Frostbite Comb-Show Bird

Discussion in 'Emergencies / Diseases / Injuries and Cures' started by Nupine, Jan 20, 2009.

  1. Nupine

    Nupine Songster

    Nov 21, 2007
    Hello! I haven't been on much lately, been super busy. But I thought I would come on to ask this question. I have a nice standard black cochin roo I picked up at the Ohio National, and he has been great but he has really bad frostbitten comb and wattles. It is bad. We live in Southern Ohio and it has been really cold lately, like -15 a week ago. He is in a nice warm wooden FULLY enclosed wood coop. He is eating and such, but prefers to stay on his roost and stay warm most of the day. It is really bad and I plan on showing him in 2009 and I want him to be happy and healthy. What I am wondering is why is this nice expensive bird in a nice warm coop the one with the frostbite, but my evil free ranging turken Elvis Jr. is perfectly fine? Hmmmm. Is there anything I can do [NOT DUBBING] to help him and how will he look if I show him, will he have no comb or waddles? Why is it that all the cochin roos at the shows look fine? Am I doing something wrong, will it grow back?
  2. Matt A NC

    Matt A NC Crowing

    Feb 22, 2007
    Morganton, NC
    You could show him, but in some shows he will simply be disqualified.

    The parts of the comb that are frost bitten will blacken, dry-up, and eventually fall off. Does not grow back.

    In harsh weather, show birds need more protection to keep those combs from getting bit. Some use heat lamps. Also helps if there is more then just a couple birds that sleep together. They keep each other warm and help keep the inside temps of the coup from getting below freezing.

    If the coup is too humid that can also be a problem. The build up of humidity can cause a comb to get frost bit easier.

  3. a2ms4chickens

    a2ms4chickens Songster

    Dec 16, 2007
    Tucson, AZ
    You may want to put some bag balm on his comb and wattles.

    It sounds like you have him protected from the elements, but when it is moist and cold outside, it is very easy for them to get frostbite. Just make sure he doesn't get any drafts. Also, you might try using a heat lamp.

    If it is a mild case, the black will clear up and he should be good to go.

    Good luck!
  4. spook

    spook Songster

    Apr 21, 2008
    North Central Florida
    matt, that is interesting, I have a coop with a heated water dish and it makes frost on the inside of their hutch. My cochin roo has not had any problems YET.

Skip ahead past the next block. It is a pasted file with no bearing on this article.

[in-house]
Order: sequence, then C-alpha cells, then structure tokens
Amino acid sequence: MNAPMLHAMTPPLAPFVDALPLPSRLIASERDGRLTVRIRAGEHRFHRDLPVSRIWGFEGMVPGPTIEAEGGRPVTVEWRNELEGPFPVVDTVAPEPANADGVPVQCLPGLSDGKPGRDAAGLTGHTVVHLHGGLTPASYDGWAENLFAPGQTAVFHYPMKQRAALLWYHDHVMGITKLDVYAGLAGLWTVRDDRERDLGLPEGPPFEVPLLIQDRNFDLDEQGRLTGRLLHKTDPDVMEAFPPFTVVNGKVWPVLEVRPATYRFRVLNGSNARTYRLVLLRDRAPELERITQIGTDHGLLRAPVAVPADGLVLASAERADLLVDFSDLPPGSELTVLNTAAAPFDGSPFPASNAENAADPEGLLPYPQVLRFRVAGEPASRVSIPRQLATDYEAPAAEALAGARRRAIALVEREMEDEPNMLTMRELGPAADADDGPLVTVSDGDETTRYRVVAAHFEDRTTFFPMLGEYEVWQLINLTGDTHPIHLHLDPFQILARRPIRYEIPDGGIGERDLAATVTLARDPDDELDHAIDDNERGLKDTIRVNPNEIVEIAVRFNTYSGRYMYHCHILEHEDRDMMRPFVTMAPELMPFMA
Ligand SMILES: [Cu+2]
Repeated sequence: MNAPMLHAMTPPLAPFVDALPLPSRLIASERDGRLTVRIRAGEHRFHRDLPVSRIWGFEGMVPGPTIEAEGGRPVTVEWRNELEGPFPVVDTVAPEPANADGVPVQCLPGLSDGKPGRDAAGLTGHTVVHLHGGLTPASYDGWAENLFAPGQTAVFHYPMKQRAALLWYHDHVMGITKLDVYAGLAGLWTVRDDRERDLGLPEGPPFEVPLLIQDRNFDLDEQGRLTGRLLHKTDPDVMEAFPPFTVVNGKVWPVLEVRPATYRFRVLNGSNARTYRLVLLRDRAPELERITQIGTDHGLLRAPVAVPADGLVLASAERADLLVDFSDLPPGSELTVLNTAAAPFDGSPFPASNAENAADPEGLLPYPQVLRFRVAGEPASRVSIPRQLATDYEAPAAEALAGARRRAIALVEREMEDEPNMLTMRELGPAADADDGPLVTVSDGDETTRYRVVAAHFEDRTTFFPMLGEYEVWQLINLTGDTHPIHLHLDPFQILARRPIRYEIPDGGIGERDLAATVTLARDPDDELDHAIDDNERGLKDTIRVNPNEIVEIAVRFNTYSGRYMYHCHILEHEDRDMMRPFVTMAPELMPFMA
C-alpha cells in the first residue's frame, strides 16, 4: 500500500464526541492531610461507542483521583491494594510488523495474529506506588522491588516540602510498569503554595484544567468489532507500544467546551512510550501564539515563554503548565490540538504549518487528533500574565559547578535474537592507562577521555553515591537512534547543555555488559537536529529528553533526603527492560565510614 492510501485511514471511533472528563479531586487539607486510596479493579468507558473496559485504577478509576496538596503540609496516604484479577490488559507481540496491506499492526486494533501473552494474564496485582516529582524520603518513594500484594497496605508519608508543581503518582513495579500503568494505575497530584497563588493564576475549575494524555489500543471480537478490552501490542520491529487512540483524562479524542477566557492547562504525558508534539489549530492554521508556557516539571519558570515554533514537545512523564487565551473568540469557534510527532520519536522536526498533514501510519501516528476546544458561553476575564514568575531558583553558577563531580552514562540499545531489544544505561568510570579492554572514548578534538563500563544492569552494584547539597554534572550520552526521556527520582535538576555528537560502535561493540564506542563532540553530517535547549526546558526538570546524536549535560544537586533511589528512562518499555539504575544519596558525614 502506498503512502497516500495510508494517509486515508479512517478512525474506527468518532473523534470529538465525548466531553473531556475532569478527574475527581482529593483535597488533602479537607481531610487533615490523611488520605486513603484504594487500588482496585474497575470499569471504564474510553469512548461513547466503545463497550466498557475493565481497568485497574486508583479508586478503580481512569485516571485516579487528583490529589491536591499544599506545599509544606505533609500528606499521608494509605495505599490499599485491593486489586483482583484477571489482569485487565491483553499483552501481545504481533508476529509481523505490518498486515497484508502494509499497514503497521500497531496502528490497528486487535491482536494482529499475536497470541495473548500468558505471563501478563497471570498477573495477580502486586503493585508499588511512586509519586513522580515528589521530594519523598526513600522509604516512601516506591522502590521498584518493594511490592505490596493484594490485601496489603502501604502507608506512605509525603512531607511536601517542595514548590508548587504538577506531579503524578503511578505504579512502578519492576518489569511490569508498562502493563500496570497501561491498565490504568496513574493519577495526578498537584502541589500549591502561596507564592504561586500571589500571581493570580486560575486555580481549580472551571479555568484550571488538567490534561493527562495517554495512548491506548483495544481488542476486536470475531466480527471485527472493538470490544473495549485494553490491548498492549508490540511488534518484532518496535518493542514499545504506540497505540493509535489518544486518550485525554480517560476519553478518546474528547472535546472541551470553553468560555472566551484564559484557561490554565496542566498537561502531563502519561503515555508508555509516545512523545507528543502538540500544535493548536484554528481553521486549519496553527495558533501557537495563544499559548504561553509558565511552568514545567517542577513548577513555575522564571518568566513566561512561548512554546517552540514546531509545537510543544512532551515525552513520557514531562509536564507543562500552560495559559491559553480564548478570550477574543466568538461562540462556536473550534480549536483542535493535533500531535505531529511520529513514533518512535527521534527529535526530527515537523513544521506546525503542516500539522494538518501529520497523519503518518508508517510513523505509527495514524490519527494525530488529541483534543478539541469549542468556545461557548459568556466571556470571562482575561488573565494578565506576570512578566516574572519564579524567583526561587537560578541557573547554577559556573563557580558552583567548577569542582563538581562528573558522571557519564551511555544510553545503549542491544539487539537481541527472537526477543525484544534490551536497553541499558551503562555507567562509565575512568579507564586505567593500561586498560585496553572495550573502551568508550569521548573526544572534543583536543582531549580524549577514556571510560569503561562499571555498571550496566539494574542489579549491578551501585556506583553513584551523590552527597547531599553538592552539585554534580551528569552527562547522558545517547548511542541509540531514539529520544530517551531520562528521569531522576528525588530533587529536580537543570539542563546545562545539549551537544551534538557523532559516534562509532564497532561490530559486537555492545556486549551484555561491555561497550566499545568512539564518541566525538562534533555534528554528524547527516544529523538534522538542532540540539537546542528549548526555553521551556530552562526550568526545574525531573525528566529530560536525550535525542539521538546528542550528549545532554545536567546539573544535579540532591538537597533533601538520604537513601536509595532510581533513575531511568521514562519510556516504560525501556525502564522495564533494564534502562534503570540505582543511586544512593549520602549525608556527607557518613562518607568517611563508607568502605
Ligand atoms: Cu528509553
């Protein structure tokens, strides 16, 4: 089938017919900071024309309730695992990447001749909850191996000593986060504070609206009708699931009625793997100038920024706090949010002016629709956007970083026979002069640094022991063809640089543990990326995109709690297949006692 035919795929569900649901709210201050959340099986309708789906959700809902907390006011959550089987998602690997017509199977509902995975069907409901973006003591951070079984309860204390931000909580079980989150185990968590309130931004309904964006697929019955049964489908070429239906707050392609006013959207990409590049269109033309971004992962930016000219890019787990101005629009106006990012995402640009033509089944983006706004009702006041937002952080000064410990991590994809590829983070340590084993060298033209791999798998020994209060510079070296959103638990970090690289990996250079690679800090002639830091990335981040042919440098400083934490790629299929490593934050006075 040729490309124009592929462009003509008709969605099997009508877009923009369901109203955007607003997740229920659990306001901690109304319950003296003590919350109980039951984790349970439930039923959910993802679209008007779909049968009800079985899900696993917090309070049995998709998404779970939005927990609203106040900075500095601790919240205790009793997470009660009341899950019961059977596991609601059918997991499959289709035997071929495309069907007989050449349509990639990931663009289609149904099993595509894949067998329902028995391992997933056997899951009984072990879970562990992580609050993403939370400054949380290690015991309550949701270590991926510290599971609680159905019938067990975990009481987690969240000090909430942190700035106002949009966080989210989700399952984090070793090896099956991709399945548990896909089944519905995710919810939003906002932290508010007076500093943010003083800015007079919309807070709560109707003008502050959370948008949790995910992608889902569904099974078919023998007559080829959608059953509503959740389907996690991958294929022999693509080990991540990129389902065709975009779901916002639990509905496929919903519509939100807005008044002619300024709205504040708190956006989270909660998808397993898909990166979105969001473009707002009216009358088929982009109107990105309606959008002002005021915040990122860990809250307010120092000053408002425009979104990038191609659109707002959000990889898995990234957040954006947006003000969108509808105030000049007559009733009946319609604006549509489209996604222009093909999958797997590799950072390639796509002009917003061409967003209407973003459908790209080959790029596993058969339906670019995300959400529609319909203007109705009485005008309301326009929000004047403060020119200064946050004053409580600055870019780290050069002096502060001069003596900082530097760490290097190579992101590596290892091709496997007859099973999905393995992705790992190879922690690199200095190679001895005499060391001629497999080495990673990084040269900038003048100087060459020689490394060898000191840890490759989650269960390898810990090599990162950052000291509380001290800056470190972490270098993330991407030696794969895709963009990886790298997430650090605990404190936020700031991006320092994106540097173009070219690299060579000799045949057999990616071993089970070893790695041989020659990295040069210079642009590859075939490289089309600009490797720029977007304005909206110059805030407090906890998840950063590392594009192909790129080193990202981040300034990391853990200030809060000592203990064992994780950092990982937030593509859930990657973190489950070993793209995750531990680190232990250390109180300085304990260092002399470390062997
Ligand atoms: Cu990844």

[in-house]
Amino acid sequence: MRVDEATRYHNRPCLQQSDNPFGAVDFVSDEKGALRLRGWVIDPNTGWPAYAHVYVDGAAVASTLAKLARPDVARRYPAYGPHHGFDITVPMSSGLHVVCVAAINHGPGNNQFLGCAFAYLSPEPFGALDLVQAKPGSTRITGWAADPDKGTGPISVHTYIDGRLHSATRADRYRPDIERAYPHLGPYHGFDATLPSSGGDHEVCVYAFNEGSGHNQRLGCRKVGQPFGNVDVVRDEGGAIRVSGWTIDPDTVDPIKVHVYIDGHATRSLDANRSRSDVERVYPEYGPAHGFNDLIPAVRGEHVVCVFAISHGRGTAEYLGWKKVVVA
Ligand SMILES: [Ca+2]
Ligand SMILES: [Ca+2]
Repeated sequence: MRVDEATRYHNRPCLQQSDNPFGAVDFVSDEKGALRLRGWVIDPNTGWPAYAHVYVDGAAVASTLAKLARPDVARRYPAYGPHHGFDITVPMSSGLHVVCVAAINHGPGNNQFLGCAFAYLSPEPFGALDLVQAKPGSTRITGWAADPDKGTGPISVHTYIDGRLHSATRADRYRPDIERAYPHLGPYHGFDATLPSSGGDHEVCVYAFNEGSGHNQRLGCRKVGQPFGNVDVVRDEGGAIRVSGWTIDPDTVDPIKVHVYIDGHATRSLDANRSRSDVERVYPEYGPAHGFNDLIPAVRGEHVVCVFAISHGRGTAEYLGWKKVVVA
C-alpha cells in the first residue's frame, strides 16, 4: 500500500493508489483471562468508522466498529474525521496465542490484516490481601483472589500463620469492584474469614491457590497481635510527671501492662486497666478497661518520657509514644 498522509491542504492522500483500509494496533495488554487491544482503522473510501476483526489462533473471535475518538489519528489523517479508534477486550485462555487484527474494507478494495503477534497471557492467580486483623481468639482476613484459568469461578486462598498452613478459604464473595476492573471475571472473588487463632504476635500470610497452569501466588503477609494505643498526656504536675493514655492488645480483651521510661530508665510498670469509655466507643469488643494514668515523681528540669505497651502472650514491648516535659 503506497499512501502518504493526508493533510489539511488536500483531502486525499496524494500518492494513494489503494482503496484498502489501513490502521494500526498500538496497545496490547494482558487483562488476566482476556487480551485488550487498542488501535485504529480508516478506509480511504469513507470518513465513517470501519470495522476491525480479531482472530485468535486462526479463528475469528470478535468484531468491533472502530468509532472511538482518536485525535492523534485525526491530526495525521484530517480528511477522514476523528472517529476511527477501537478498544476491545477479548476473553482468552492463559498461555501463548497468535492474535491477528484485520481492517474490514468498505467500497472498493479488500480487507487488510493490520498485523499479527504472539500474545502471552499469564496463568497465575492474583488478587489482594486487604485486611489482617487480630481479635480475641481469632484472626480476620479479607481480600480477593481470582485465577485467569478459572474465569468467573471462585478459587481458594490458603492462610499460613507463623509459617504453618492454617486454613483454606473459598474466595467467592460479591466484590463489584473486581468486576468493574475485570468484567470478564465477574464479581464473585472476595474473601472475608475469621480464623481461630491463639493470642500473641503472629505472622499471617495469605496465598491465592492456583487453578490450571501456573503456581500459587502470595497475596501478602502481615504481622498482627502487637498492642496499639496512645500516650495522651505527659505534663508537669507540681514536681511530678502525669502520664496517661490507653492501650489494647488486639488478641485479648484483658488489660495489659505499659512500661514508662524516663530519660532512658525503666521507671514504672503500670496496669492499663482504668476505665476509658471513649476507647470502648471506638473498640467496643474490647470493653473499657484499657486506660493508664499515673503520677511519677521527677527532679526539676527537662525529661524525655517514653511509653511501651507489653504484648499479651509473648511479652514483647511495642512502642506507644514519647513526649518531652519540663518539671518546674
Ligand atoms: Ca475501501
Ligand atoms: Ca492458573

As for the cochin that does have a problem, he would not be "show quality" with imperfections. Shows are to show perfection of a breed, to better the breed in breeding. Now, use him as a breeder, look at him and the hen you want young out of, and begin your own line of perfection. Of course, Frost bite is where the blood stopped, freezing like in the freezer, then they dry up and like matt said, they will dry up- its dead tissue. Frost bite is not a good feeling. If you can take a drop light and put a 25 watt bulb in it, it may keep that coop from dropping down a few degrees.
    Good luck and guess I'll be more cautious over my own hutch.
  5. Nupine

    Nupine Songster

    Nov 21, 2007
    Thanks you guys. He has two hens in with each other. The coop is very warm, it is an Amish made wood building with the little board that cover the cracks so their are no drafts. This just makes me so mad. I paid $100 for the trio which is a lot for my cheap butt. I am just glad he alive. I have one question. In the future could I make some sort of ''scarf'' to help prevent this?
  6. chickenlady

    chickenlady Songster

    Aug 28, 2007
    Stillwater, NJ
    Sorry to hear about your roo. As the others have stated, he will not be able to be shown now. Maybe you will have some offspring that you can show. In the meantime, I would put vaseline on his comb and wattles when it gets real cold out. My limit is about 25 degrees. I also have large black cochins and two of my roos have large wattles that they stick in that water all day long. I use vaseline and, knock on wood, have not had a problem yet. I have my fingers crossed.
  7. walkswithdog

    walkswithdog Crowing

    Jul 17, 2008
    DC Region
    You can have a vet document the comb damage, I don't know the cochin rules but some allow a vet's documentation of damage and don't rate it like a genetically poor comb.

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